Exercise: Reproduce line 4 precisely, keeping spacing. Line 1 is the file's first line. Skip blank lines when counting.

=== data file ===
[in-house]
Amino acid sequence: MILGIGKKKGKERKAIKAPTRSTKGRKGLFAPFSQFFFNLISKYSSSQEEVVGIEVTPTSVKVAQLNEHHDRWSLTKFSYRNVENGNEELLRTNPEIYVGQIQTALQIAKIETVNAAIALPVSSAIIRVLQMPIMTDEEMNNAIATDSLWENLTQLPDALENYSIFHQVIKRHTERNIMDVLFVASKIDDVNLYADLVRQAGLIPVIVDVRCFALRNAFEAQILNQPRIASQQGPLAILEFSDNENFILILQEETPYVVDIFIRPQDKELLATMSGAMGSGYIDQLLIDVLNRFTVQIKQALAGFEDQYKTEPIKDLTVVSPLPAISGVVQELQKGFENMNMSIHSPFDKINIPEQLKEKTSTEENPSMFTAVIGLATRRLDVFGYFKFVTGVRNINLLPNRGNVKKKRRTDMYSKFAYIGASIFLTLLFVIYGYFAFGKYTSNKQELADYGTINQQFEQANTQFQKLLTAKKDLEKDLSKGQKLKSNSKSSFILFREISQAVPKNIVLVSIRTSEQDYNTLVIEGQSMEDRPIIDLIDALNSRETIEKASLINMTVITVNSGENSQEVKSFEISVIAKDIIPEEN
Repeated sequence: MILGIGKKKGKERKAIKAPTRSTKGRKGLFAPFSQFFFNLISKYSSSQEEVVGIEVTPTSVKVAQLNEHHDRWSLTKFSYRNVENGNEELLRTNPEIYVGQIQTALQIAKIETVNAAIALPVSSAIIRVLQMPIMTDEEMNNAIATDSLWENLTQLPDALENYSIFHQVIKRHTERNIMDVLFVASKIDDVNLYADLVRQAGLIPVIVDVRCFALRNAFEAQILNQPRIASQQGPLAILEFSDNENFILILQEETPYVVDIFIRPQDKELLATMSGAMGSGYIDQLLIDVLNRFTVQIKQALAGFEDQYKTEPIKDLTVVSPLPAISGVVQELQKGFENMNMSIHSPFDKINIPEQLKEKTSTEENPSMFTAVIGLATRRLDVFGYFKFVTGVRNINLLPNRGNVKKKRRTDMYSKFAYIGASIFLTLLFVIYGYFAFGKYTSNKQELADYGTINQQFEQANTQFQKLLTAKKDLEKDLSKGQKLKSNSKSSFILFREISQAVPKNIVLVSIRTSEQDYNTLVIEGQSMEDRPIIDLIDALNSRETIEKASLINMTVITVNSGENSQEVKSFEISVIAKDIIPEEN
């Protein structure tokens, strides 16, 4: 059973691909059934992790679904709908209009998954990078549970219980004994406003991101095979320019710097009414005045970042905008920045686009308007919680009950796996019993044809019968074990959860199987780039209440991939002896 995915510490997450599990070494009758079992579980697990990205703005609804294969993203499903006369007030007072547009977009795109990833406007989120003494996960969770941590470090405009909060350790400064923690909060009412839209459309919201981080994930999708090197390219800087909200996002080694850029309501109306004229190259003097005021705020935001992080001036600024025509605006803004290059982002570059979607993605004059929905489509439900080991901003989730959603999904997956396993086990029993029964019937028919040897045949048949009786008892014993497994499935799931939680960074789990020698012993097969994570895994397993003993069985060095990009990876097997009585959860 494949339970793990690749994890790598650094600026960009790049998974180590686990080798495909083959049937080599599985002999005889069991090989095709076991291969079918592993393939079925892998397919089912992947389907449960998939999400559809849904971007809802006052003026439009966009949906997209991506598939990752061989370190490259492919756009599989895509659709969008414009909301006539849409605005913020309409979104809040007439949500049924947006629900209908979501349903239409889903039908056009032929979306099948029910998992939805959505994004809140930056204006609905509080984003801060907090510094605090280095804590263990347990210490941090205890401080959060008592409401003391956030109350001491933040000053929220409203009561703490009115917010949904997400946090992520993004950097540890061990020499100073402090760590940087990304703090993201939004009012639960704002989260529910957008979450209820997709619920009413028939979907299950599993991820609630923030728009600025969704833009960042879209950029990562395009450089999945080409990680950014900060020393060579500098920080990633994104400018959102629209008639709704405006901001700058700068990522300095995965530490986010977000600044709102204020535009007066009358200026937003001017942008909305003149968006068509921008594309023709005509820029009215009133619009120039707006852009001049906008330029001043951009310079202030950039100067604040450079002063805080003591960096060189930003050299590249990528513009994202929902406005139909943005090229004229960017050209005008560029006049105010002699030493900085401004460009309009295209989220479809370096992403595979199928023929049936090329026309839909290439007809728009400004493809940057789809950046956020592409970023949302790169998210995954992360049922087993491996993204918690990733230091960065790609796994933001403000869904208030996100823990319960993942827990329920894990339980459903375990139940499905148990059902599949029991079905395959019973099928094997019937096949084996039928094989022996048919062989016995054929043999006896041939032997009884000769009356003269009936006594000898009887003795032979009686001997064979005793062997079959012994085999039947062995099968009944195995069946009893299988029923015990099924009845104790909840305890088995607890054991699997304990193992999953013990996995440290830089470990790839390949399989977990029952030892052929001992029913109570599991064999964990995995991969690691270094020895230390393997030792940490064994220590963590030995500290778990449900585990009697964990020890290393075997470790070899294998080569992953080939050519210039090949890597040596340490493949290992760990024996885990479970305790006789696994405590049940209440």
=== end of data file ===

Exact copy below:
């Protein structure tokens, strides 16, 4: 059973691909059934992790679904709908209009998954990078549970219980004994406003991101095979320019710097009414005045970042905008920045686009308007919680009950796996019993044809019968074990959860199987780039209440991939002896 995915510490997450599990070494009758079992579980697990990205703005609804294969993203499903006369007030007072547009977009795109990833406007989120003494996960969770941590470090405009909060350790400064923690909060009412839209459309919201981080994930999708090197390219800087909200996002080694850029309501109306004229190259003097005021705020935001992080001036600024025509605006803004290059982002570059979607993605004059929905489509439900080991901003989730959603999904997956396993086990029993029964019937028919040897045949048949009786008892014993497994499935799931939680960074789990020698012993097969994570895994397993003993069985060095990009990876097997009585959860 494949339970793990690749994890790598650094600026960009790049998974180590686990080798495909083959049937080599599985002999005889069991090989095709076991291969079918592993393939079925892998397919089912992947389907449960998939999400559809849904971007809802006052003026439009966009949906997209991506598939990752061989370190490259492919756009599989895509659709969008414009909301006539849409605005913020309409979104809040007439949500049924947006629900209908979501349903239409889903039908056009032929979306099948029910998992939805959505994004809140930056204006609905509080984003801060907090510094605090280095804590263990347990210490941090205890401080959060008592409401003391956030109350001491933040000053929220409203009561703490009115917010949904997400946090992520993004950097540890061990020499100073402090760590940087990304703090993201939004009012639960704002989260529910957008979450209820997709619920009413028939979907299950599993991820609630923030728009600025969704833009960042879209950029990562395009450089999945080409990680950014900060020393060579500098920080990633994104400018959102629209008639709704405006901001700058700068990522300095995965530490986010977000600044709102204020535009007066009358200026937003001017942008909305003149968006068509921008594309023709005509820029009215009133619009120039707006852009001049906008330029001043951009310079202030950039100067604040450079002063805080003591960096060189930003050299590249990528513009994202929902406005139909943005090229004229960017050209005008560029006049105010002699030493900085401004460009309009295209989220479809370096992403595979199928023929049936090329026309839909290439007809728009400004493809940057789809950046956020592409970023949302790169998210995954992360049922087993491996993204918690990733230091960065790609796994933001403000869904208030996100823990319960993942827990329920894990339980459903375990139940499905148990059902599949029991079905395959019973099928094997019937096949084996039928094989022996048919062989016995054929043999006896041939032997009884000769009356003269009936006594000898009887003795032979009686001997064979005793062997079959012994085999039947062995099968009944195995069946009893299988029923015990099924009845104790909840305890088995607890054991699997304990193992999953013990996995440290830089470990790839390949399989977990029952030892052929001992029913109570599991064999964990995995991969690691270094020895230390393997030792940490064994220590963590030995500290778990449900585990009697964990020890290393075997470790070899294998080569992953080939050519210039090949890597040596340490493949290992760990024996885990479970305790006789696994405590049940209440």